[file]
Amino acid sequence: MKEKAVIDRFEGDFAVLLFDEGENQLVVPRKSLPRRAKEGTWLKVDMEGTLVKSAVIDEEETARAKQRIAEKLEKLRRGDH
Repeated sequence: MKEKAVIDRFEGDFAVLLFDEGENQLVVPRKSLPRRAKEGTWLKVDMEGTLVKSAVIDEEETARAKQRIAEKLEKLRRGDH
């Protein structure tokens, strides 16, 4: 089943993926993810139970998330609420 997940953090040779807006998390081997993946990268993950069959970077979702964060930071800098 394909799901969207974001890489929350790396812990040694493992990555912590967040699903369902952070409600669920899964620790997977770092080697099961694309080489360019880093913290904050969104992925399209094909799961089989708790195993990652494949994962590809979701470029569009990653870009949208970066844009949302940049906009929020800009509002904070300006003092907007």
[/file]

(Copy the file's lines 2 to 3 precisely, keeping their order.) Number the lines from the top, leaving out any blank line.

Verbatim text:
Repeated sequence: MKEKAVIDRFEGDFAVLLFDEGENQLVVPRKSLPRRAKEGTWLKVDMEGTLVKSAVIDEEETARAKQRIAEKLEKLRRGDH
């Protein structure tokens, strides 16, 4: 089943993926993810139970998330609420 997940953090040779807006998390081997993946990268993950069959970077979702964060930071800098 394909799901969207974001890489929350790396812990040694493992990555912590967040699903369902952070409600669920899964620790997977770092080697099961694309080489360019880093913290904050969104992925399209094909799961089989708790195993990652494949994962590809979701470029569009990653870009949208970066844009949302940049906009929020800009509002904070300006003092907007």